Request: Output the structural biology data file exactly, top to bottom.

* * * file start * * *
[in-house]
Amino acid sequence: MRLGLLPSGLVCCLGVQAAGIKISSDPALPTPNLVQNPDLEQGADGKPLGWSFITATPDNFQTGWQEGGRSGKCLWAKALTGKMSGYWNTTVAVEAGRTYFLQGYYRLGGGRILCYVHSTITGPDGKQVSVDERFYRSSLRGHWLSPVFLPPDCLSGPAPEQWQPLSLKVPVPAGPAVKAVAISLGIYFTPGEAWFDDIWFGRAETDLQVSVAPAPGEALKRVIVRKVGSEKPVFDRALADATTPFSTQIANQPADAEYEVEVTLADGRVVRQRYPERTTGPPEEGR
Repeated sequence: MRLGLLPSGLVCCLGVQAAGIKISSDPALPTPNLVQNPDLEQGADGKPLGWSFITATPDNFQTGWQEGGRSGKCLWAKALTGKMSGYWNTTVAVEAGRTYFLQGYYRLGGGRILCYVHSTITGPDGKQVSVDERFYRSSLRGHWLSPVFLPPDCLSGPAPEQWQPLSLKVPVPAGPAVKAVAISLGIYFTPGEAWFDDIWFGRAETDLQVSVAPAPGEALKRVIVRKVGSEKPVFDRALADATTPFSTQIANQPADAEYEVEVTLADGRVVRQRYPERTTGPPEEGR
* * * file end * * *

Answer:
[in-house]
Amino acid sequence: MRLGLLPSGLVCCLGVQAAGIKISSDPALPTPNLVQNPDLEQGADGKPLGWSFITATPDNFQTGWQEGGRSGKCLWAKALTGKMSGYWNTTVAVEAGRTYFLQGYYRLGGGRILCYVHSTITGPDGKQVSVDERFYRSSLRGHWLSPVFLPPDCLSGPAPEQWQPLSLKVPVPAGPAVKAVAISLGIYFTPGEAWFDDIWFGRAETDLQVSVAPAPGEALKRVIVRKVGSEKPVFDRALADATTPFSTQIANQPADAEYEVEVTLADGRVVRQRYPERTTGPPEEGR
Repeated sequence: MRLGLLPSGLVCCLGVQAAGIKISSDPALPTPNLVQNPDLEQGADGKPLGWSFITATPDNFQTGWQEGGRSGKCLWAKALTGKMSGYWNTTVAVEAGRTYFLQGYYRLGGGRILCYVHSTITGPDGKQVSVDERFYRSSLRGHWLSPVFLPPDCLSGPAPEQWQPLSLKVPVPAGPAVKAVAISLGIYFTPGEAWFDDIWFGRAETDLQVSVAPAPGEALKRVIVRKVGSEKPVFDRALADATTPFSTQIANQPADAEYEVEVTLADGRVVRQRYPERTTGPPEEGR